When you have so much debt that it seems like you’ll never pay it off, bankruptcy can seem like your best or only option. But declaring bankruptcy carries long-term consequences that make it worth avoiding if you can. Learn how to avoid bankruptcy and why you should consider your other alternatives.
Filing for bankruptcy can be a long and stressful process, but it doesn’t have to be. To give you an idea of what to expect, here is an overview of the types of bankruptcy available to individuals, the bankruptcy filing process, and some common pitfalls to look out for.
Many people who file for bankruptcy look at it as a chance to erase their debt and start over. Although that’s true for some bankruptcy cases, not all debts are treated equally. Read on to learn how different types of debt are treated in bankruptcy and how you can avoid any surprises in the process.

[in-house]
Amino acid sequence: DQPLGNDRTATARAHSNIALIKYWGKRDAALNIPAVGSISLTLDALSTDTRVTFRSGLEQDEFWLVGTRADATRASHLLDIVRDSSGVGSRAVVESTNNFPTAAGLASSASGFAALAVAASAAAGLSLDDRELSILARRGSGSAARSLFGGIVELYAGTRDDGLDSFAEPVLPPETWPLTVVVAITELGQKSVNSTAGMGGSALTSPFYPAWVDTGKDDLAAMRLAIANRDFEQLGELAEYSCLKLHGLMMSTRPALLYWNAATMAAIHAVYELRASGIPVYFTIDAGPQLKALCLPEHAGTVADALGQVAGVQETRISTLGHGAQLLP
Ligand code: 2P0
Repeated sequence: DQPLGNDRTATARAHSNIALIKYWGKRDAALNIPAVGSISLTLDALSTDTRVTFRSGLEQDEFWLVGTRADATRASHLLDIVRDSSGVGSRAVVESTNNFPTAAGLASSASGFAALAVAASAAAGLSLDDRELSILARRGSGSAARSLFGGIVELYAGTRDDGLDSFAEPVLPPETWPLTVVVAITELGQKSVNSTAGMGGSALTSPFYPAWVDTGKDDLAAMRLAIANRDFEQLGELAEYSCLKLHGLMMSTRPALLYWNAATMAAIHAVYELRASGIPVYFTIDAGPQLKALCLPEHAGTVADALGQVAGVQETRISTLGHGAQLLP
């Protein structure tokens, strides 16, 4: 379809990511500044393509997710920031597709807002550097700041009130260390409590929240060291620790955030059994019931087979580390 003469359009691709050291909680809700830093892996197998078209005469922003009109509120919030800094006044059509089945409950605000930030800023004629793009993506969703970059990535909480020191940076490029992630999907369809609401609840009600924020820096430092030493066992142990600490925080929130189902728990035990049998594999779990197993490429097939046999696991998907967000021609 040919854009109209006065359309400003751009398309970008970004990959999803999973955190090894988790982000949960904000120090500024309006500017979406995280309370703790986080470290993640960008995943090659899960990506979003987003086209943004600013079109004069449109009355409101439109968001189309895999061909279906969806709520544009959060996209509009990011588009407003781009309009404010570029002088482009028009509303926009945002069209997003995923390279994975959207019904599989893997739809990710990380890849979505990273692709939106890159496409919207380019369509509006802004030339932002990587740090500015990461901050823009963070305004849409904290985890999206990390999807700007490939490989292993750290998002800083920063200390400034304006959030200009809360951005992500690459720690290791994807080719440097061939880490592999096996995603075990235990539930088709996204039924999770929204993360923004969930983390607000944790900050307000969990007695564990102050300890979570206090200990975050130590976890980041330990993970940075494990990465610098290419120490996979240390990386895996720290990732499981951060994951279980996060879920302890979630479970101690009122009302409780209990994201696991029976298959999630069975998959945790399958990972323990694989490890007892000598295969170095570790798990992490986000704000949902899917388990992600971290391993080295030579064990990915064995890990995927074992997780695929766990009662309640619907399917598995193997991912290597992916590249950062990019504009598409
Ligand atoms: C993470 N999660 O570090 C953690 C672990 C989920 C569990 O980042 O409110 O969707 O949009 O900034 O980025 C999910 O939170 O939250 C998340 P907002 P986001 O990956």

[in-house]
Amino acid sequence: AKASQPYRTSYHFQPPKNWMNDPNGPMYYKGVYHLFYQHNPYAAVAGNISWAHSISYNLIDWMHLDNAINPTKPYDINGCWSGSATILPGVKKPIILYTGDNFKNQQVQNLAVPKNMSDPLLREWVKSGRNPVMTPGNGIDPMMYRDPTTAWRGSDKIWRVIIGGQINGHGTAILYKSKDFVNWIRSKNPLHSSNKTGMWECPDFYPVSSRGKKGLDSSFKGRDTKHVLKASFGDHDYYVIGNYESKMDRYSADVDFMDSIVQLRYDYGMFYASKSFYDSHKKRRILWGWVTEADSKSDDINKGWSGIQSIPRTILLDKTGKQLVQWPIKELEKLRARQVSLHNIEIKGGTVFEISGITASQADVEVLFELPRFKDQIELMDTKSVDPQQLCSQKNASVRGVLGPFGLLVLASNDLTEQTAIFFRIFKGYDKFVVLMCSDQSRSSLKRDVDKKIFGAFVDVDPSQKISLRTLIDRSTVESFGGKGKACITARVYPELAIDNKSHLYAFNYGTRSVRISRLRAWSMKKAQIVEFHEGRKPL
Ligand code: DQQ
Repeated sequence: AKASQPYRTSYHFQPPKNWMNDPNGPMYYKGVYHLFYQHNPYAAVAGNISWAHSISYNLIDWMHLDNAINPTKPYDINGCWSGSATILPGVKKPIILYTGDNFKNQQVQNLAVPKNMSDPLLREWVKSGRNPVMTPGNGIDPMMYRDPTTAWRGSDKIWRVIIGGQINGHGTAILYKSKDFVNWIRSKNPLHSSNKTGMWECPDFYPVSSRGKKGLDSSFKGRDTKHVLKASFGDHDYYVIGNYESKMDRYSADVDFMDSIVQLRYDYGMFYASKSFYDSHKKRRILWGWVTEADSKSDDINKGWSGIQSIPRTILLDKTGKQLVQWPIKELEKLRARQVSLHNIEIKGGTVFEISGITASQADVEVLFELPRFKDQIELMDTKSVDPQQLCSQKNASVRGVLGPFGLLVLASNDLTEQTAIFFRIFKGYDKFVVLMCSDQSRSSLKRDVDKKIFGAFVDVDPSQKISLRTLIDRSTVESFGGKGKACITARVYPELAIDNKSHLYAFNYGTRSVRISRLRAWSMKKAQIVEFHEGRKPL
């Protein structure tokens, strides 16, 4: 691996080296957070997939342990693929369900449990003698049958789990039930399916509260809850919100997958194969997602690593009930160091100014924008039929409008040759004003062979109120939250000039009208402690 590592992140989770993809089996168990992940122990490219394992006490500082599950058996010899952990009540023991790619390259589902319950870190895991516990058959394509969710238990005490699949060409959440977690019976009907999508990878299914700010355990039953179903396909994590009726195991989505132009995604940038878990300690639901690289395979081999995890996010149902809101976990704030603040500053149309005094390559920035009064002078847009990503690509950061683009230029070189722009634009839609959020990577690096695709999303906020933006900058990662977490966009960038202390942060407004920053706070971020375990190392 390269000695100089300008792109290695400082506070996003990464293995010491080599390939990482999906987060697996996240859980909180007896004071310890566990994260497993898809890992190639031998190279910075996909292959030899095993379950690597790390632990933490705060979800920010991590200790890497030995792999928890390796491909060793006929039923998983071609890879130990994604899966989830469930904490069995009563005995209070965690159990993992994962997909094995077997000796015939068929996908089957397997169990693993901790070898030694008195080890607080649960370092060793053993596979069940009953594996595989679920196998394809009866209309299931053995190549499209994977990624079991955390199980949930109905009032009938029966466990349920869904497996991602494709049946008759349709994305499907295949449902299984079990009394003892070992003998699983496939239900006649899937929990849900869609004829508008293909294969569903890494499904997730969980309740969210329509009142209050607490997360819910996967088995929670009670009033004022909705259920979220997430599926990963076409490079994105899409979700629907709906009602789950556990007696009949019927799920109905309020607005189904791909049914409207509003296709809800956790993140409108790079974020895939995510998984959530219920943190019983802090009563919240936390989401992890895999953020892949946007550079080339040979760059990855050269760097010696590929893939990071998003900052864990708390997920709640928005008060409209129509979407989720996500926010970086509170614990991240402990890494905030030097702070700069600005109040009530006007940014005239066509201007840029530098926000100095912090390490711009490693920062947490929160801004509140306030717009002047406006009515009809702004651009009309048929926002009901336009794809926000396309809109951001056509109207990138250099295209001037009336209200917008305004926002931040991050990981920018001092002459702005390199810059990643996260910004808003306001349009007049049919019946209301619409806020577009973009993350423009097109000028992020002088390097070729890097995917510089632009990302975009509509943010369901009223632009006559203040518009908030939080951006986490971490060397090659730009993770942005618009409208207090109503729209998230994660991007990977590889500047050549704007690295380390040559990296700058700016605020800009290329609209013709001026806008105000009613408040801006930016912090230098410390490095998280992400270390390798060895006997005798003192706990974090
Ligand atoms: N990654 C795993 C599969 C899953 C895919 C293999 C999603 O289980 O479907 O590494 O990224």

Few life events are as stressful as bankruptcy. Every penny, asset, and source of income is put under the microscope for dissection. When it’s over and you finally receive your discharge or dismissal, you realize you’ve only reached the end of one set of challenges. Yes, the bankruptcy and debt collection threats are behind you,
$1.2 million is a lot of money. According to a 2014 study by The Hamilton Project, that’s about what the typical four-year degree holder earns over the course of their career. Some majors earn more – up to $2 million or so. Others earn less – just $800,000. Other factors, including geography and career trajectory, obviously
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